What It Means That Your Real Estate Website Is Truly Mobile

  There’s been a lot of fuss and flurry about making sure your real estate website is mobile friendly. Although the process with your site here has been fairly seamless there’s still some confusion about the benefits you’ll receive as a result of this transition.

Some definitions

You’ll hear several terms used, like mobile friendly, mobile first, mobile compatible, responsive. Although each term has a slightly different meaning from a strictly technical point of view, it all boils down to your website being automatically scaled so it displays properly on devices like cell phones and tablets.  In most cases that means scaled down because most sites are still designed on desktop computers.  In many cases it means the scaling is smart enough to handle the different dimensions of phones and tablets. You don’t have to figure it out, which is a good thing, believe me. Google defines ‘mobile friendly’ this way (found at: https://support.google.com/webmasters/answer/6101188?hl=en):
  • A defined viewing area (or viewport) that adjusts to the device’s screen size.
  • Content that flows in the viewport, so that users don’t have to scroll horizontally or pinch the screen in order to see the entire page.
  • Fonts that scale for easier reading on small screens.
  • Easy-to-touch elements (e.g., buttons) that are well-spaced from other touch elements.
  • Visual design and motion driven by mobile-friendly technology.
While you don’t have to understand all the details, this does give you an overview of how your site should respond. If it isn’t working that way it may be time to contact tech support. You should test your site from time-to-time. Use your phone and your tablet then see if you can’t find at least a phone that has a slightly different display. Better yet, use this link – https://www.google.com/webmasters/tools/mobile-friendly/ –  to see how Google sees your site.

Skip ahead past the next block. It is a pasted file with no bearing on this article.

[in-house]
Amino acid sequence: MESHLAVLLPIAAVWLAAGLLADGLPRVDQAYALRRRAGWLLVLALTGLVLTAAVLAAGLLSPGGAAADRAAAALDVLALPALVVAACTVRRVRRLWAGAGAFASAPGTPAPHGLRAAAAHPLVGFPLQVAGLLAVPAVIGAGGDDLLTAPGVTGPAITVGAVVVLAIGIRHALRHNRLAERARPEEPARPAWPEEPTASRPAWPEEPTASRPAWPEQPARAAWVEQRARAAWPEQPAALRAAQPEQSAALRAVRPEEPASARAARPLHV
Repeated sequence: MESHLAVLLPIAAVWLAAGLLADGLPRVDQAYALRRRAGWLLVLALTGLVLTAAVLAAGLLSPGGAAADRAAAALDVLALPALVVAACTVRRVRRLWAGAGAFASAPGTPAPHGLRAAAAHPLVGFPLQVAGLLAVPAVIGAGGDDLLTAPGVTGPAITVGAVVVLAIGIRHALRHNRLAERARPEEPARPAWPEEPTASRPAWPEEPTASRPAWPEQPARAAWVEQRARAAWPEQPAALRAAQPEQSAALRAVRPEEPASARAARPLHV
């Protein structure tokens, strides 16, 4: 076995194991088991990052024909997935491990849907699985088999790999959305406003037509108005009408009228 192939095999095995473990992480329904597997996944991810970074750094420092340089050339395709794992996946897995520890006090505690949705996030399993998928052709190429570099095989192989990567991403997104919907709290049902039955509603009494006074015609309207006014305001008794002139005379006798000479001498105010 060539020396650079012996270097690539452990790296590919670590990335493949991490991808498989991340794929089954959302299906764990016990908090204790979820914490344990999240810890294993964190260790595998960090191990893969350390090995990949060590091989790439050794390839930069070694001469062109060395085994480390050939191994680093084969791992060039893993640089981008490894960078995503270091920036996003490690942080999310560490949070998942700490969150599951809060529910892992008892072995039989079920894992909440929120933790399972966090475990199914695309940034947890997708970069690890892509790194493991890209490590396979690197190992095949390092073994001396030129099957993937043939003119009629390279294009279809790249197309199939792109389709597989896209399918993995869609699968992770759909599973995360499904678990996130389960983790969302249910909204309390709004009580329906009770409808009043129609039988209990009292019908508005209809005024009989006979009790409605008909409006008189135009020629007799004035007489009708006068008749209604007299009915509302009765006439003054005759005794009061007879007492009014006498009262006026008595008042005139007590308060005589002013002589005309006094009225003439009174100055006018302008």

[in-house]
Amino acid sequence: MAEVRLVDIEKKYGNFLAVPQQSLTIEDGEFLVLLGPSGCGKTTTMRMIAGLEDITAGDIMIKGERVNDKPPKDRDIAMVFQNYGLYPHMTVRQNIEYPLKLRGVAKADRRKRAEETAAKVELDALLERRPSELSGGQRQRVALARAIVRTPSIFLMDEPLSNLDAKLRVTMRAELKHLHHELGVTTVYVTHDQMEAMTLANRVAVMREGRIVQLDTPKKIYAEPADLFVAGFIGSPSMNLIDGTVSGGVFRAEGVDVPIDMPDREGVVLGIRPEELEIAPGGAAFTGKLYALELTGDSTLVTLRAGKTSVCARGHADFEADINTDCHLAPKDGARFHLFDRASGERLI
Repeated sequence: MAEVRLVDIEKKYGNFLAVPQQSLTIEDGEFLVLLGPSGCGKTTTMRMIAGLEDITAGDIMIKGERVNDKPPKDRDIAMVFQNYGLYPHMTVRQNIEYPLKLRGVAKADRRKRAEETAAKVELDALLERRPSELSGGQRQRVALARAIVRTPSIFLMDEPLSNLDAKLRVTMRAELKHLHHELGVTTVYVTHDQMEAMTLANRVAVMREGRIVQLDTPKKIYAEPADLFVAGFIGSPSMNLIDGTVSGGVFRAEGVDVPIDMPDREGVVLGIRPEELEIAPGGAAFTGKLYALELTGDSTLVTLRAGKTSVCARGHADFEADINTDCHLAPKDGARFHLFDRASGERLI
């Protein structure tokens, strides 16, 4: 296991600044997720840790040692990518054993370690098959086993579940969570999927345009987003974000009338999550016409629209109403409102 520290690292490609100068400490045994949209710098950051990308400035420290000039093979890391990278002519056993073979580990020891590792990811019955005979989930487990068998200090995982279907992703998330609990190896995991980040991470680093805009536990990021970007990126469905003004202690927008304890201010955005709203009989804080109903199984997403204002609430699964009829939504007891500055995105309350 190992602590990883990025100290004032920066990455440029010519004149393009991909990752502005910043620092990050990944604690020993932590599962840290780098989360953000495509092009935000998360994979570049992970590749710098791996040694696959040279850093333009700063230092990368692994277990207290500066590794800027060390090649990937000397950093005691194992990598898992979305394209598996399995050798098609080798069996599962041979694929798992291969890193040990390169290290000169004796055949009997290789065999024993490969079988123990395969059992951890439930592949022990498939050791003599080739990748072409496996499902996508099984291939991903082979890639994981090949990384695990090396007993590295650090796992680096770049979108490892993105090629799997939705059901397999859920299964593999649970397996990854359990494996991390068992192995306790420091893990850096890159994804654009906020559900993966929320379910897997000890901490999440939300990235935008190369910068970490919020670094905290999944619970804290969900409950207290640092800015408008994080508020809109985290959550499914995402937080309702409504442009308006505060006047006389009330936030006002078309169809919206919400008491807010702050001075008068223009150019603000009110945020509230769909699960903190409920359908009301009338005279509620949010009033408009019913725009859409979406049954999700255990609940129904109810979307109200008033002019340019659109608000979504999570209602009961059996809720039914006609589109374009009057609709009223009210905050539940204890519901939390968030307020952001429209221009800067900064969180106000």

Why Google gets to say

Much of the recent talk about making websites mobile friendly is because Google decided to change how it ranked sites, partially based on how mobile friendly they are. Since, according to ExpandedRamblings Google is responsible for a bit more than 75 percent of the US search market and  81 percent + of the US Mobile search market it’s obvious every webmaster, you included, wants to keep them happy. (Yes, you can find numbers that indicate Google handles more and fewer searches, but they are the 1,000 pound gorilla in the web search game.)

Why you need to be mobile friendly

Other than search engine ranking, which is important, the biggest reason is because that’s where people are looking – for restaurants, stores, theme parks, hair dressers, and, real estate agents. And, as DynamicsOnline points out, folks are already looking at your site on their phones and tablets. Really. More than you might imagine, and more every day. You want them to be able to use your site the way they want to. Every now and again there’s a major change. It wasn’t all that long ago that the World Wide Web was brand new. The switch to mobile friendly sites simply means more people can find you and view the information you have for them than ever before. Feel free to ask questions about mobile friendly sites – we’ll get an answer for you.
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